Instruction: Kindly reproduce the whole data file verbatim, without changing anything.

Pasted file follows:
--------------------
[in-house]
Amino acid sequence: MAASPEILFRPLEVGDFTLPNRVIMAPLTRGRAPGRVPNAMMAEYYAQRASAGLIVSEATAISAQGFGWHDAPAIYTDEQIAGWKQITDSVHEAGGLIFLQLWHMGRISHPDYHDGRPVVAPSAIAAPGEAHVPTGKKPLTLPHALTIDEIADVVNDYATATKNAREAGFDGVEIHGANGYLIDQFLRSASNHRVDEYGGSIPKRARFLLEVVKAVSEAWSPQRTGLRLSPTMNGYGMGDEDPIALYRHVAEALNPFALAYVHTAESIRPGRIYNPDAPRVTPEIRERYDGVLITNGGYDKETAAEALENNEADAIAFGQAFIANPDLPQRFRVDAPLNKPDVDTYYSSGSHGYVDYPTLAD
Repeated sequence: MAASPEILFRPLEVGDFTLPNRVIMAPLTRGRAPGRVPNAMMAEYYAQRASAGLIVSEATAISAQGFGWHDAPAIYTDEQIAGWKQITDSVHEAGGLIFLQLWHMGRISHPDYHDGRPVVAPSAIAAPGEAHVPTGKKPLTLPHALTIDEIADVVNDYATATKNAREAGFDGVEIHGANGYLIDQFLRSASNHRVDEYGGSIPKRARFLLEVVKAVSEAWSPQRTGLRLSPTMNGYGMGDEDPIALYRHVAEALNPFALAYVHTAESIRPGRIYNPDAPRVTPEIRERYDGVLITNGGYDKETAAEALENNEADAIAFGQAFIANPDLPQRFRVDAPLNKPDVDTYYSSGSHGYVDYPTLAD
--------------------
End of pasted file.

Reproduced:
[in-house]
Amino acid sequence: MAASPEILFRPLEVGDFTLPNRVIMAPLTRGRAPGRVPNAMMAEYYAQRASAGLIVSEATAISAQGFGWHDAPAIYTDEQIAGWKQITDSVHEAGGLIFLQLWHMGRISHPDYHDGRPVVAPSAIAAPGEAHVPTGKKPLTLPHALTIDEIADVVNDYATATKNAREAGFDGVEIHGANGYLIDQFLRSASNHRVDEYGGSIPKRARFLLEVVKAVSEAWSPQRTGLRLSPTMNGYGMGDEDPIALYRHVAEALNPFALAYVHTAESIRPGRIYNPDAPRVTPEIRERYDGVLITNGGYDKETAAEALENNEADAIAFGQAFIANPDLPQRFRVDAPLNKPDVDTYYSSGSHGYVDYPTLAD
Repeated sequence: MAASPEILFRPLEVGDFTLPNRVIMAPLTRGRAPGRVPNAMMAEYYAQRASAGLIVSEATAISAQGFGWHDAPAIYTDEQIAGWKQITDSVHEAGGLIFLQLWHMGRISHPDYHDGRPVVAPSAIAAPGEAHVPTGKKPLTLPHALTIDEIADVVNDYATATKNAREAGFDGVEIHGANGYLIDQFLRSASNHRVDEYGGSIPKRARFLLEVVKAVSEAWSPQRTGLRLSPTMNGYGMGDEDPIALYRHVAEALNPFALAYVHTAESIRPGRIYNPDAPRVTPEIRERYDGVLITNGGYDKETAAEALENNEADAIAFGQAFIANPDLPQRFRVDAPLNKPDVDTYYSSGSHGYVDYPTLAD